Thu, May 26, 2022 @ 17:17 GMT
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Fed Will Raise Rates on Consecutive Policy Meetings

Markets

This time really is different. Fed Chair Powell couldn’t make it more clear to all remaining doubters. The economy is stronger than at the start of the previous tightening cycle, inflation is running way hotter and the labour market is much more tighter. Even in the sense that most FOMC participants agree that labour market conditions are consistent with maximum employment. These differences will have important implications for the appropriate pace of policy adjustment. Say goodbye to quarterly guided 25 bps rate hikes and welcome a more volatile rate path. Forward guidance is officially buried. It strengthens our call that the Fed will raise rates on consecutive policy meetings, starting in March. It simultaneously makes our call of 4 consecutive 25 bps rate hikes look conservative. Powell refused to rule out more and stronger (>25 bps) rate moves. Embedded in our outdated scenario of a rate pause after Summer was the start of the Fed’s balance sheet roll-off. The Fed already published some high profile guidelines, but didn’t commit to a specific timing our pace yet. We now expect those principles and the effective start of the run-off to start in June while it won’t derail the tightening cycle. Especially in the early months, It’s a process running in the background which has little to do with the Fed’s inflation crusade via higher policy rates.

Markets didn’t take Powell’s message well. They struggle to make peace with the idea of the Fed taking the punchbowl away. US stocks and bonds sold off in lockstep when Powell indicated that there’s quite a bit of room to raise interest rates without threatening the labour market. Main US equity indices closed flat compared to Tuesday’s closing levels, but this hides a 5% drop from intraday high to intraday low. The Fed’s focus on the interest rate path instead of the balance sheet run-off, caused the US yield curve to bear flatten. US yields added 13.4 bps (2-yr) to 5.3 bps (30-yr) with new cycle highs for tenors of up to 5 years. The US 10-yr yield (1.84%) closes in on that reference (1.9%). Real yields were obviously responsible with the US 10-yr real yield moving to its highest level since June 2020 (-0.55%). Heavy risk-off and higher real yields benefited the dollar, though gains could have been stronger. The trade-weighted greenback (DXY) closed at 96.48 from a 95.96 open. A test of the recovery high at 96.94 is imminent. Risks of a short term break clearly increased. EUR/USD drifted from 1.1301 to 1.124 and is currently lured by the November low at 1.1186. Again, we think a break could follow especially should the ECB continue its ostrich policy at next week’s policy meeting, which is our base case. Post-FOMC dynamics will remain dominant near-term.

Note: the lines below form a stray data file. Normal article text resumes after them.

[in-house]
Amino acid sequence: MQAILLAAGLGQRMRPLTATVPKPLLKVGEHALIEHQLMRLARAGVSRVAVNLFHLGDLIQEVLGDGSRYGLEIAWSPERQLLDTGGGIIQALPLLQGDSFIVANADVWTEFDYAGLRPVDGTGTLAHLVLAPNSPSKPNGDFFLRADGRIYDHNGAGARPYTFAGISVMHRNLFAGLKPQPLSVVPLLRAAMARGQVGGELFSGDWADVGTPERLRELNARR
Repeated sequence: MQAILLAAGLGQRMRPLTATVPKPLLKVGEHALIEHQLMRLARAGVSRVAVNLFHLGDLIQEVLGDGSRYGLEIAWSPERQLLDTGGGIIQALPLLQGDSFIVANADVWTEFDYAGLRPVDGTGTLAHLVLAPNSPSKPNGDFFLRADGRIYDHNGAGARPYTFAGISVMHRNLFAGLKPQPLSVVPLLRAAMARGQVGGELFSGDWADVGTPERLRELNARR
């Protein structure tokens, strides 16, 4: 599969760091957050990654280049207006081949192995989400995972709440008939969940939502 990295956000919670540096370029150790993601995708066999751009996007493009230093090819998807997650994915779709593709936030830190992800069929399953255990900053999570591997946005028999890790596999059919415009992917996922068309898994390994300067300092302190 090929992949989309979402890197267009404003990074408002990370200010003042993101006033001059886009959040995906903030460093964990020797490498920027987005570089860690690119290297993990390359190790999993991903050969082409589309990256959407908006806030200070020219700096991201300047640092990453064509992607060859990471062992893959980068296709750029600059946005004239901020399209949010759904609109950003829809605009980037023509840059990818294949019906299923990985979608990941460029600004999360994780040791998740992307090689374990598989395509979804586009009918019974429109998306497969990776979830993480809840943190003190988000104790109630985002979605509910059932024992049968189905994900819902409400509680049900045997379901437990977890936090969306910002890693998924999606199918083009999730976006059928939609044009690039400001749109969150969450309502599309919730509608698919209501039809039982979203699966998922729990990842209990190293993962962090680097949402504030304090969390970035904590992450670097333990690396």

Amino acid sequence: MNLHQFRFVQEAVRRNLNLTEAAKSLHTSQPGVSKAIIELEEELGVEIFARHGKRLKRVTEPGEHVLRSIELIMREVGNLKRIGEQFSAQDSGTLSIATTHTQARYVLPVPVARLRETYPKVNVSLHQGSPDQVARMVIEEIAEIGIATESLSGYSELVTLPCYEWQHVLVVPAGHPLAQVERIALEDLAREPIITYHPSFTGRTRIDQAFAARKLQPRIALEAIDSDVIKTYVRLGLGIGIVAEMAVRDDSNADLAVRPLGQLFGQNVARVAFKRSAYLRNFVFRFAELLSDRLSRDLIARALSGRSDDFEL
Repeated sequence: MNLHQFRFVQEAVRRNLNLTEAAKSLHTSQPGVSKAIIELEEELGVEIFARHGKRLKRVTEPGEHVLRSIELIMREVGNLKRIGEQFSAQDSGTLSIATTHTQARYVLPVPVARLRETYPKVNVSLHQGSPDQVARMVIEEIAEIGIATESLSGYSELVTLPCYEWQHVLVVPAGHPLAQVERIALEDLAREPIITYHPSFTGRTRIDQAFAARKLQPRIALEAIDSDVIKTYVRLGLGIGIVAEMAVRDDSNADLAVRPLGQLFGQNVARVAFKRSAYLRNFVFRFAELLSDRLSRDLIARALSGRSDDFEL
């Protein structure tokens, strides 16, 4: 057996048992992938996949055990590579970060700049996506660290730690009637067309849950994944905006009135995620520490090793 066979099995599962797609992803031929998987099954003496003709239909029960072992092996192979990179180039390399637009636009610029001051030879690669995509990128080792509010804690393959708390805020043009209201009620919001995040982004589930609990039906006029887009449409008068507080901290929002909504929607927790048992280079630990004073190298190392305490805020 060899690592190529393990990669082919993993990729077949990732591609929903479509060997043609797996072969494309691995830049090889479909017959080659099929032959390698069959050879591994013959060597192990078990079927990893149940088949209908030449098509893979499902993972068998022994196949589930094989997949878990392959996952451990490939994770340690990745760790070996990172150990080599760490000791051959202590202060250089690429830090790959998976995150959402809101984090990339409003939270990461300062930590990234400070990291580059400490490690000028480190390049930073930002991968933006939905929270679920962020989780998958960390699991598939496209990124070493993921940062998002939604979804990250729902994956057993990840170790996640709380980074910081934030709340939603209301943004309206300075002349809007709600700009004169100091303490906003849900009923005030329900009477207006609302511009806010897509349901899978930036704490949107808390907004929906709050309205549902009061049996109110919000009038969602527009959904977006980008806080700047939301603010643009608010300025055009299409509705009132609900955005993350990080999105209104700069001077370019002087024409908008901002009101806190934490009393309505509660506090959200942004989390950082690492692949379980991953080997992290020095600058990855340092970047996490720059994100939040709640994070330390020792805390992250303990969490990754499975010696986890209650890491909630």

News Headline

Q4 CPI inflation in New Zealand rose 1.4%Q/Q bringing the Y/Y measure to 5.9% (from 4.9% in Q3). The latter was the fastest yearly rise since 1990 and beat both market and RBNZ (5.7%) forecasts. Price rises were widespread apart from telecommunications. Prices for construction of new dwellings rose 16% Y/Y. Petrol prices went up 30% Y/Y. Housing rents rose 3.8% Y/Y. The rise in domestic non-tradeable inflation was slightly more modest at 5.3% . The RBNZ is expected to extend its tightening cycle at the Feb 23 meeting following rate hikes in October and November. The Kiwi dollar didn’t profit even as short term rates rose further. The post-Fed rise of the dollar even triggered further kiwi losses with NZD/USD declining to 0.6605, the lowest level since early November 2020.

The Bank of Canada yesterday left its policy rate unchanged at 0.25%. BoC Governor Macklem indicated that the lift-off might come soon as the economy doesn’t need the support that was put in place to cope with the Covid crisis. According to the BoC statement, the overall economic slack has been absorbed. The economy entered 2022 with a considerable momentum and the labour market has tightened significantly. Inflation is expected close to 5.0% in H1 2022. As the slack is absorbed, the BoC removed its extraordinary guidance to keep interest rates at the effective lower bound. Interest rates will need to be increased, but the BoC wasn’t specific on the pace of rate hikes. Markets are discounting about six 25 bps rate hikes for this year. The loonie lost modest ground immediately after the decision and USD/CAD rose further post-Fed currently trading north of 1.27.

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This non-exhaustive information is based on short-term forecasts for expected developments on the financial markets. KBC Bank cannot guarantee that these forecasts will materialize and cannot be held liable in any way for direct or consequential loss arising from any use of this document or its content. The document is not intended as personalized investment advice and does not constitute a recommendation to buy, sell or hold investments described herein. Although information has been obtained from and is based upon sources KBC believes to be reliable, KBC does not guarantee the accuracy of this information, which may be incomplete or condensed. All opinions and estimates constitute a KBC judgment as of the data of the report and are subject to change without notice.

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